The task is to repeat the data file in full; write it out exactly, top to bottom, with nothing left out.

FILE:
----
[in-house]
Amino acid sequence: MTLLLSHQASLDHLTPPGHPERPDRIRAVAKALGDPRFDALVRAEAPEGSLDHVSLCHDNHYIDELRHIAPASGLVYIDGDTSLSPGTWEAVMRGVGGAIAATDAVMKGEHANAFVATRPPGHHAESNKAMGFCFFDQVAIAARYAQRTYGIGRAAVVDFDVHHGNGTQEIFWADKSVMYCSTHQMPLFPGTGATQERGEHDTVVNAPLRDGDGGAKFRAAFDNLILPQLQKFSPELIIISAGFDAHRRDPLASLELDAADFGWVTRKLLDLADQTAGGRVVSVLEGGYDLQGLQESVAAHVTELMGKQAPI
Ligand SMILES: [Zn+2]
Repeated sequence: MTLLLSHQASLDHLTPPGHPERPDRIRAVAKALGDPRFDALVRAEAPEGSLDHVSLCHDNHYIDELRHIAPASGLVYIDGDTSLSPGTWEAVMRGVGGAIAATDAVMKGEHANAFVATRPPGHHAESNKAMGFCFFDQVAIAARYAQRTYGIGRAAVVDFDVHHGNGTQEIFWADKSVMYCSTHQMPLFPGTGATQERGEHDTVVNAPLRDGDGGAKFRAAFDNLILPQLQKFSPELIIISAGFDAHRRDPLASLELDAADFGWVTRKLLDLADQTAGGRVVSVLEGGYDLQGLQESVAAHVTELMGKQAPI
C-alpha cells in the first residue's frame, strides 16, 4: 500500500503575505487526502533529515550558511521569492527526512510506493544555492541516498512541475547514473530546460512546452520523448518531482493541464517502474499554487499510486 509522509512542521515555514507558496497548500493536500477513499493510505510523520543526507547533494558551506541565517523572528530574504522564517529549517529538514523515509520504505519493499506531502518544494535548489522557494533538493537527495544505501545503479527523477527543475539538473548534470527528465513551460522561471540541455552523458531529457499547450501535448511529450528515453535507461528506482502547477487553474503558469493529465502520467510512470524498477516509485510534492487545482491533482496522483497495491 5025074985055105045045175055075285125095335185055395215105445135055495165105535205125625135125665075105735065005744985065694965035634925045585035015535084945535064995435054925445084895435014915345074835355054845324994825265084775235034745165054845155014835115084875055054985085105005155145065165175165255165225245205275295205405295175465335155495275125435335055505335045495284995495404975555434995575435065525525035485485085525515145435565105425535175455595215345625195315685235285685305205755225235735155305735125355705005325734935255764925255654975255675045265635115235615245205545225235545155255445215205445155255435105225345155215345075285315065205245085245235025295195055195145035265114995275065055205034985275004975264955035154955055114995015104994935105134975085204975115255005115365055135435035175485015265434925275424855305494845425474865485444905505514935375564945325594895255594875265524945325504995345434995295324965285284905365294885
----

[in-house]
Amino acid sequence: MTLLLSHQASLDHLTPPGHPERPDRIRAVAKALGDPRFDALVRAEAPEGSLDHVSLCHDNHYIDELRHIAPASGLVYIDGDTSLSPGTWEAVMRGVGGAIAATDAVMKGEHANAFVATRPPGHHAESNKAMGFCFFDQVAIAARYAQRTYGIGRAAVVDFDVHHGNGTQEIFWADKSVMYCSTHQMPLFPGTGATQERGEHDTVVNAPLRDGDGGAKFRAAFDNLILPQLQKFSPELIIISAGFDAHRRDPLASLELDAADFGWVTRKLLDLADQTAGGRVVSVLEGGYDLQGLQESVAAHVTELMGKQAPI
Ligand SMILES: [Zn+2]
Repeated sequence: MTLLLSHQASLDHLTPPGHPERPDRIRAVAKALGDPRFDALVRAEAPEGSLDHVSLCHDNHYIDELRHIAPASGLVYIDGDTSLSPGTWEAVMRGVGGAIAATDAVMKGEHANAFVATRPPGHHAESNKAMGFCFFDQVAIAARYAQRTYGIGRAAVVDFDVHHGNGTQEIFWADKSVMYCSTHQMPLFPGTGATQERGEHDTVVNAPLRDGDGGAKFRAAFDNLILPQLQKFSPELIIISAGFDAHRRDPLASLELDAADFGWVTRKLLDLADQTAGGRVVSVLEGGYDLQGLQESVAAHVTELMGKQAPI
C-alpha cells in the first residue's frame, strides 16, 4: 500500500503575505487526502533529515550558511521569492527526512510506493544555492541516498512541475547514473530546460512546452520523448518531482493541464517502474499554487499510486 509522509512542521515555514507558496497548500493536500477513499493510505510523520543526507547533494558551506541565517523572528530574504522564517529549517529538514523515509520504505519493499506531502518544494535548489522557494533538493537527495544505501545503479527523477527543475539538473548534470527528465513551460522561471540541455552523458531529457499547450501535448511529450528515453535507461528506482502547477487553474503558469493529465502520467510512470524498477516509485510534492487545482491533482496522483497495491 5025074985055105045045175055075285125095335185055395215105445135055495165105535205125625135125665075105735065005744985065694965035634925045585035015535084945535064995435054925445084895435014915345074835355054845324994825265084775235034745165054845155014835115084875055054985085105005155145065165175165255165225245205275295205405295175465335155495275125435335055505335045495284995495404975555434995575435065525525035485485085525515145435565105425535175455595215345625195315685235285685305205755225235735155305735125355705005325734935255764925255654975255675045265635115235615245205545225235545155255445215205445155255435105225345155215345075285315065205245085245235025295195055195145035265114995275065055205034985275004975264955035154955055114995015104994935105134975085204975115255005115365055135435035175485015265434925275424855305494845425474865485444905505514935375564945325594895255594875265524945325504995345434995295324965285284905365294885